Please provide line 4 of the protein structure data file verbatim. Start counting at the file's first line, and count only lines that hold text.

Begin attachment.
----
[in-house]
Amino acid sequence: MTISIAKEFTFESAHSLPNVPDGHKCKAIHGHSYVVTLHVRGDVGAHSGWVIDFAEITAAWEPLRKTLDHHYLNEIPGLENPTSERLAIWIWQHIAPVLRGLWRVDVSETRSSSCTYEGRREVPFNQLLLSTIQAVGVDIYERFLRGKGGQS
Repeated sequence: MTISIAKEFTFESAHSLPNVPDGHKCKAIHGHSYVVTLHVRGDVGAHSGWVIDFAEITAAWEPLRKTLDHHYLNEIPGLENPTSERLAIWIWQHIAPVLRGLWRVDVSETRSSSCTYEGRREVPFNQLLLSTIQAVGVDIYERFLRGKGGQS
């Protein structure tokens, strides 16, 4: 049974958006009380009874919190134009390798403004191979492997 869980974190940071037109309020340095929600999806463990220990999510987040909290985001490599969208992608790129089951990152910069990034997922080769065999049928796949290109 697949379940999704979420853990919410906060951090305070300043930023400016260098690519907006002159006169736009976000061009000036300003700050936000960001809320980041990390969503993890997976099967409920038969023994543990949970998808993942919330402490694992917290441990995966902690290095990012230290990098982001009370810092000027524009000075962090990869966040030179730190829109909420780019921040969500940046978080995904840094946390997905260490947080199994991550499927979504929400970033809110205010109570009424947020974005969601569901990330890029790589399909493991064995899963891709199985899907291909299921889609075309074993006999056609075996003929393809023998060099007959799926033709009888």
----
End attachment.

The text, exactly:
């Protein structure tokens, strides 16, 4: 049974958006009380009874919190134009390798403004191979492997 869980974190940071037109309020340095929600999806463990220990999510987040909290985001490599969208992608790129089951990152910069990034997922080769065999049928796949290109 697949379940999704979420853990919410906060951090305070300043930023400016260098690519907006002159006169736009976000061009000036300003700050936000960001809320980041990390969503993890997976099967409920038969023994543990949970998808993942919330402490694992917290441990995966902690290095990012230290990098982001009370810092000027524009000075962090990869966040030179730190829109909420780019921040969500940046978080995904840094946390997905260490947080199994991550499927979504929400970033809110205010109570009424947020974005969601569901990330890029790589399909493991064995899963891709199985899907291909299921889609075309074993006999056609075996003929393809023998060099007959799926033709009888």